I suppose Partners' command of the Boston market is somewhat analogous to WalMart using its market clout to command lower prices from suppliers. The difference is that WalMart turns around and passes through those lower prices to the consumer, whereas the hospital industry uses them to build empires. The consumer doesn't care since he's not paying the price. There lies the inherent conundrum regarding "competition" (cough, cough) in health care.


Anonymous said...


I agree wit you that public regulation of the health care industry has many advantages, but let me see how far you wish to take regulation. In addition to fixing costs for medical procedures would you favor:

1) a single payer system?

2) requirements that all health care provider systems be not-for-profit or nonprofit organizations?

3) Could you accept commission rulings that limited your hospital's ability to offer certain services so as to prevent market over saturation and the expenditure of funds on capital equipment that would duplicate under utilized services of a competitor? Should a commission decide how many trauma centers or organ transplant centers a region required and limit development of these services by some providers?

If the model of a public utilities commission is to be applied to health care, it seems to me that these are clear examples of the authority that the commission needs to have. They also would represent radical changes for the health care system that I am sure would be difficult for today's providers to accept.

Bill R.

Anonymous said...

1) No. I think there can still be advantages to having some competition among health plans. There is no reason to expect that a government payer or any other monopoly payer will be characterized by innovation.
2) No. There is no inherent reason I can think of to prohibit for-profit health care providers. Just because something is an essential service does not mean it cannot be offered on a for-profit basis. For comparison, please note that most utilities are for-profit enterprises.
3) Yes, for sure.

Steve said...

Sir - I'll add my compliments on your excellent blog. If my question was asked in the past, I apologize - Do you have any thoughts on the health insurance system in Singapore? My understanding is that it splits regular health maintenance (privately managed and paid) from "catastrophic" health issues (managed by the government). Seems intuitive and data shows it is cost effective (1/7th of the US) with equal or better outcomes. I know there are huge differences in population, size, and scope, but still, do you think it could it work in the US?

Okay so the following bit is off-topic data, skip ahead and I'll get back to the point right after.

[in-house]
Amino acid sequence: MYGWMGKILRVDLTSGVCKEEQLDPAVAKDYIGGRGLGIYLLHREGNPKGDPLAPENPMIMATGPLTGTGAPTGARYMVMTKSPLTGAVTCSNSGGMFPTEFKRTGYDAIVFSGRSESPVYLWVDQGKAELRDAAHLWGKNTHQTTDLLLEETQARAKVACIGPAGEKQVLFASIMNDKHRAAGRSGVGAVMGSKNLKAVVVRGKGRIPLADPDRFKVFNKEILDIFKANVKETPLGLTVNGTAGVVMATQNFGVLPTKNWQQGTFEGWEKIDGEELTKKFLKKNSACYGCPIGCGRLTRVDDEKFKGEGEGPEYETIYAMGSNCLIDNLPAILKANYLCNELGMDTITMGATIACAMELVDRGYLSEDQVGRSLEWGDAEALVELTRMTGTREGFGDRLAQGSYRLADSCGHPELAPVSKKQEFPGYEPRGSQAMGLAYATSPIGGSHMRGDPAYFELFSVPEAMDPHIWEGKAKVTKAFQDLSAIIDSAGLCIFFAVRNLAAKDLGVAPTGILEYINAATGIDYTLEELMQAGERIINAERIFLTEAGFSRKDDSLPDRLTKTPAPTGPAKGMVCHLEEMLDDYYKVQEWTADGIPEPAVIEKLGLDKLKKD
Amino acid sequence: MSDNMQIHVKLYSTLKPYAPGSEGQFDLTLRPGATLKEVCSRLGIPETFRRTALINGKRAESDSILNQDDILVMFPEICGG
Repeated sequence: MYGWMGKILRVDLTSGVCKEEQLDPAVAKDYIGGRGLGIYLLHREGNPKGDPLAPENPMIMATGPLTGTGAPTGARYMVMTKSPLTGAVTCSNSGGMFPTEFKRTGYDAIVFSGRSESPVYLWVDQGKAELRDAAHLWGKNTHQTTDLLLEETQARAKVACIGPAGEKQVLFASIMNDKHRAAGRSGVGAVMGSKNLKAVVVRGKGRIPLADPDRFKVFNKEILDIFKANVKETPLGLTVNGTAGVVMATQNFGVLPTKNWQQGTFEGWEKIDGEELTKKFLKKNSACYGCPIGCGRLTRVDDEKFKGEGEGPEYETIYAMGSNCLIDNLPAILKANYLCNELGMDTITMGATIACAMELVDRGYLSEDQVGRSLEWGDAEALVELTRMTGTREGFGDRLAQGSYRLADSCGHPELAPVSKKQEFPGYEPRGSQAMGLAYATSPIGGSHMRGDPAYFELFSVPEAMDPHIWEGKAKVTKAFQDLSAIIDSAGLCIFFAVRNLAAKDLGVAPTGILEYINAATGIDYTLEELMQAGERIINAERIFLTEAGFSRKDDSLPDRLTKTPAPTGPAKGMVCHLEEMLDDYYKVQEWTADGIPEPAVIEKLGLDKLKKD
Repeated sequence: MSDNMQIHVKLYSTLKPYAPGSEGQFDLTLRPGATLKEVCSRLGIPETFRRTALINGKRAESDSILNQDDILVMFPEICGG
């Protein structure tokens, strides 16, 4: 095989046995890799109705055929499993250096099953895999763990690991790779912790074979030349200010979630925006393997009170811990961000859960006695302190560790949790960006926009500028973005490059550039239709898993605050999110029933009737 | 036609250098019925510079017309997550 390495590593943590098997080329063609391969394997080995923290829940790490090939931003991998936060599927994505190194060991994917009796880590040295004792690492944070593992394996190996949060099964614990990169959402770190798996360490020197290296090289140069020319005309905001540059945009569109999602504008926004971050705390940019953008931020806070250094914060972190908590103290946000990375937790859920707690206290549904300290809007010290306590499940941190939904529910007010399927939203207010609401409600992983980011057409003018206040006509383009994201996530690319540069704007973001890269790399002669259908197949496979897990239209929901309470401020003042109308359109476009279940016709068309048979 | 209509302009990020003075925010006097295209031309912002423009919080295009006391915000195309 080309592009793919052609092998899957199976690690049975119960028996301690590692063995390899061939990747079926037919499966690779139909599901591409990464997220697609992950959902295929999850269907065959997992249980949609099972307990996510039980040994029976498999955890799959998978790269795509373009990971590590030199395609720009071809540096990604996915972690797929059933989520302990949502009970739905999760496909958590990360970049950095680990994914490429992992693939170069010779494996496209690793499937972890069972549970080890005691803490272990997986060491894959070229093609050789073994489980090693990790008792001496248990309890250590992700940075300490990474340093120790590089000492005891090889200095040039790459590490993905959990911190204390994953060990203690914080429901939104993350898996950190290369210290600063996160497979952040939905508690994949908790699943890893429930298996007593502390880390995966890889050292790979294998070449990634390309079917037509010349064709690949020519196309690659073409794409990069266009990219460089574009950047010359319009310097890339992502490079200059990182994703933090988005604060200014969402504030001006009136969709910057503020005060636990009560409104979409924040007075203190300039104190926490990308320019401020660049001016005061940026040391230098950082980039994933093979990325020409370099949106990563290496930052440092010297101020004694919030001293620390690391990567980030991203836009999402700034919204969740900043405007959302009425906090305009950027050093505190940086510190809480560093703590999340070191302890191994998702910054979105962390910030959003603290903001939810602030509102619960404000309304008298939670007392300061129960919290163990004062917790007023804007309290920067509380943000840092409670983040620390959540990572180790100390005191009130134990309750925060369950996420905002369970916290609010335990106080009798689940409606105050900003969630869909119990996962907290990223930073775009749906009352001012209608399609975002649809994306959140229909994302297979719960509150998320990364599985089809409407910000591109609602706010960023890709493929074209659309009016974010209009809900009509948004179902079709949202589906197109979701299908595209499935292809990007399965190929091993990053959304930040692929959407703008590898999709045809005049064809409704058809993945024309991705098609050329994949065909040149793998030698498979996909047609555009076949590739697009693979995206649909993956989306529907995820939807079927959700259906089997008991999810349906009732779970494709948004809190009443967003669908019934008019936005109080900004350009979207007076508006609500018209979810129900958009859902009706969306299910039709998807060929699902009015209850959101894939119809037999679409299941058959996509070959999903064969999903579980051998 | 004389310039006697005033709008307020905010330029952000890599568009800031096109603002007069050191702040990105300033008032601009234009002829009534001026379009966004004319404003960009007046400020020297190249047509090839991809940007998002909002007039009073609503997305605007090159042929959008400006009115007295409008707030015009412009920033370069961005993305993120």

Anonymous said...

I've often wodered if that might make sense here, too. Perhaps others could comment.

Jerry said...

Personally, I think that any discussion about 'competition' (in the generally-understood free market sense of the word) as it applies to health care is completely misplaced.

Do we talk about 'competition' between police departments, fire departments, the military, etc. in that context?

No, because a competitive market, as it's applied or understood in the setting of capitalism, doesn't, or shouldn't, apply to basic human services.

That's because when the providers' motivation to achieve its economic objectives conflicts with the needs of the customers, the economic objectives will prevail.

Regulation, as I understand you've described it here, will simply become another force against which the providers will push, with all of their will and resources.

I also think you're creating a false conflict between something like a government monopoly, as we'd see in a single-payer system for health care financing, and innovation.

You seem to describe the two as incompatible.

I suggest that the space program of the 1960's provides a model that undercuts such a contention. Who was competing with NASA?

Sure, most (if not all) of the actual 'work' was done by private contractors - but under whose direction and final authority?

I'm with Krugman on this one - markets don't apply to health care.

The other conceptual advantage of the single payer model is straight out of Insurance 101 - it spreads the risk among the largest available pool.

Anonymous said...

Thanks very much, Jerry. Although most of the countries in the world see it your way and have created national systems, I think there remains some advantage to having multiple insurers and multiple providers.

In my view, unless something is a "natural monopoly" (like NASA or the fire department), endowing an entity with that monopoly-like authority tends to limit the likelihood of innovation in offering the service. (Yes, NASA did fine at the start but rather quickly turned into a stodgy bureaucracy.) I don't draw the distinction you and Paul Krugman do between basic human services and other services.